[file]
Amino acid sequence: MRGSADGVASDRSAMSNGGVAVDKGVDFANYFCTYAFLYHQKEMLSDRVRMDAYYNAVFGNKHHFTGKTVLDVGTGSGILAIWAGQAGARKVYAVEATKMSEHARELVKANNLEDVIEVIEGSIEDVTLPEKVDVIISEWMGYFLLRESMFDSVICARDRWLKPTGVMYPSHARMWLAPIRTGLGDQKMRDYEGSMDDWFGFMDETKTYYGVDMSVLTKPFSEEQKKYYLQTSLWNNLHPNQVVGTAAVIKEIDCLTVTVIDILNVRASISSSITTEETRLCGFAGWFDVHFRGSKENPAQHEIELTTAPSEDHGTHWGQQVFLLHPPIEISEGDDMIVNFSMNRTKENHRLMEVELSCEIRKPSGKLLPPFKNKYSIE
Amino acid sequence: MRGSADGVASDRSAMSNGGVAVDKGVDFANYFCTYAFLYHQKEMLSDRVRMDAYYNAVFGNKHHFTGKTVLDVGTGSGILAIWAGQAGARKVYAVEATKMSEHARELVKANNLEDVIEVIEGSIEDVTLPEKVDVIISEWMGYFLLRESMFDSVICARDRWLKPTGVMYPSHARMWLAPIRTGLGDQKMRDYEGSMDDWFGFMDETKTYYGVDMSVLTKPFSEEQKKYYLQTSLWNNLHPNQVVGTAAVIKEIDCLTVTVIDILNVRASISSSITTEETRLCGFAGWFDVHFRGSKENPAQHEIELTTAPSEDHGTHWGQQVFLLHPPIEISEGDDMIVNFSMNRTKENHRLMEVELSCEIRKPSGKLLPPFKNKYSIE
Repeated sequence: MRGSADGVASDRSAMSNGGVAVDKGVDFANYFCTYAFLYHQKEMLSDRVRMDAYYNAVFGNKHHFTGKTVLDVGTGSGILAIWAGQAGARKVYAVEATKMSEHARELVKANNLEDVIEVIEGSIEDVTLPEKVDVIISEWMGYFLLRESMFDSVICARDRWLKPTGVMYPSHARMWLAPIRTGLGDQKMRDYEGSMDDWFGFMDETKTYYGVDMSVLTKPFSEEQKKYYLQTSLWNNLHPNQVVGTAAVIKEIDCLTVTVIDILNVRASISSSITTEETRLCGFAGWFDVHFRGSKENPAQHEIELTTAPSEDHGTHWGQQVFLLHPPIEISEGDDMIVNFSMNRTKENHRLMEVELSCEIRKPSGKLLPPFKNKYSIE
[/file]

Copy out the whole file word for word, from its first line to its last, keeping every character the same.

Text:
Amino acid sequence: MRGSADGVASDRSAMSNGGVAVDKGVDFANYFCTYAFLYHQKEMLSDRVRMDAYYNAVFGNKHHFTGKTVLDVGTGSGILAIWAGQAGARKVYAVEATKMSEHARELVKANNLEDVIEVIEGSIEDVTLPEKVDVIISEWMGYFLLRESMFDSVICARDRWLKPTGVMYPSHARMWLAPIRTGLGDQKMRDYEGSMDDWFGFMDETKTYYGVDMSVLTKPFSEEQKKYYLQTSLWNNLHPNQVVGTAAVIKEIDCLTVTVIDILNVRASISSSITTEETRLCGFAGWFDVHFRGSKENPAQHEIELTTAPSEDHGTHWGQQVFLLHPPIEISEGDDMIVNFSMNRTKENHRLMEVELSCEIRKPSGKLLPPFKNKYSIE
Amino acid sequence: MRGSADGVASDRSAMSNGGVAVDKGVDFANYFCTYAFLYHQKEMLSDRVRMDAYYNAVFGNKHHFTGKTVLDVGTGSGILAIWAGQAGARKVYAVEATKMSEHARELVKANNLEDVIEVIEGSIEDVTLPEKVDVIISEWMGYFLLRESMFDSVICARDRWLKPTGVMYPSHARMWLAPIRTGLGDQKMRDYEGSMDDWFGFMDETKTYYGVDMSVLTKPFSEEQKKYYLQTSLWNNLHPNQVVGTAAVIKEIDCLTVTVIDILNVRASISSSITTEETRLCGFAGWFDVHFRGSKENPAQHEIELTTAPSEDHGTHWGQQVFLLHPPIEISEGDDMIVNFSMNRTKENHRLMEVELSCEIRKPSGKLLPPFKNKYSIE
Repeated sequence: MRGSADGVASDRSAMSNGGVAVDKGVDFANYFCTYAFLYHQKEMLSDRVRMDAYYNAVFGNKHHFTGKTVLDVGTGSGILAIWAGQAGARKVYAVEATKMSEHARELVKANNLEDVIEVIEGSIEDVTLPEKVDVIISEWMGYFLLRESMFDSVICARDRWLKPTGVMYPSHARMWLAPIRTGLGDQKMRDYEGSMDDWFGFMDETKTYYGVDMSVLTKPFSEEQKKYYLQTSLWNNLHPNQVVGTAAVIKEIDCLTVTVIDILNVRASISSSITTEETRLCGFAGWFDVHFRGSKENPAQHEIELTTAPSEDHGTHWGQQVFLLHPPIEISEGDDMIVNFSMNRTKENHRLMEVELSCEIRKPSGKLLPPFKNKYSIE